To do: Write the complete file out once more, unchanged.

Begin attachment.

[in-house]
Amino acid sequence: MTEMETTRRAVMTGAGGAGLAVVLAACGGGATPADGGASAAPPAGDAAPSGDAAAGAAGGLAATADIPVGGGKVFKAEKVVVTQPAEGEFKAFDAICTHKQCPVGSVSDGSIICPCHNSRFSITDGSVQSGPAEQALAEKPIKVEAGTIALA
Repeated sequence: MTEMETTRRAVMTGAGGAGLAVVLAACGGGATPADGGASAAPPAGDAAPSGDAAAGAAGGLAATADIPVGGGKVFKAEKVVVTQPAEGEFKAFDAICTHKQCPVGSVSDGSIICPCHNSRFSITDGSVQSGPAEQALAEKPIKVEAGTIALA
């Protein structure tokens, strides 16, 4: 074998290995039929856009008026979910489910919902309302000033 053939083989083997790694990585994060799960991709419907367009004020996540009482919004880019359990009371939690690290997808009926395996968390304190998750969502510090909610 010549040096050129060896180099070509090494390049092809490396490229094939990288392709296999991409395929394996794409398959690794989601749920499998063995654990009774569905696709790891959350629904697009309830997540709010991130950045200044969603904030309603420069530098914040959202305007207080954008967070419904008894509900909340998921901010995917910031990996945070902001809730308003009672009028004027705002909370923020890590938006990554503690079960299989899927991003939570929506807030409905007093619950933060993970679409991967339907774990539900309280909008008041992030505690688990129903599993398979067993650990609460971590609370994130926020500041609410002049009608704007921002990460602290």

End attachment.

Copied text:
[in-house]
Amino acid sequence: MTEMETTRRAVMTGAGGAGLAVVLAACGGGATPADGGASAAPPAGDAAPSGDAAAGAAGGLAATADIPVGGGKVFKAEKVVVTQPAEGEFKAFDAICTHKQCPVGSVSDGSIICPCHNSRFSITDGSVQSGPAEQALAEKPIKVEAGTIALA
Repeated sequence: MTEMETTRRAVMTGAGGAGLAVVLAACGGGATPADGGASAAPPAGDAAPSGDAAAGAAGGLAATADIPVGGGKVFKAEKVVVTQPAEGEFKAFDAICTHKQCPVGSVSDGSIICPCHNSRFSITDGSVQSGPAEQALAEKPIKVEAGTIALA
């Protein structure tokens, strides 16, 4: 074998290995039929856009008026979910489910919902309302000033 053939083989083997790694990585994060799960991709419907367009004020996540009482919004880019359990009371939690690290997808009926395996968390304190998750969502510090909610 010549040096050129060896180099070509090494390049092809490396490229094939990288392709296999991409395929394996794409398959690794989601749920499998063995654990009774569905696709790891959350629904697009309830997540709010991130950045200044969603904030309603420069530098914040959202305007207080954008967070419904008894509900909340998921901010995917910031990996945070902001809730308003009672009028004027705002909370923020890590938006990554503690079960299989899927991003939570929506807030409905007093619950933060993970679409991967339907774990539900309280909008008041992030505690688990129903599993398979067993650990609460971590609370994130926020500041609410002049009608704007921002990460602290």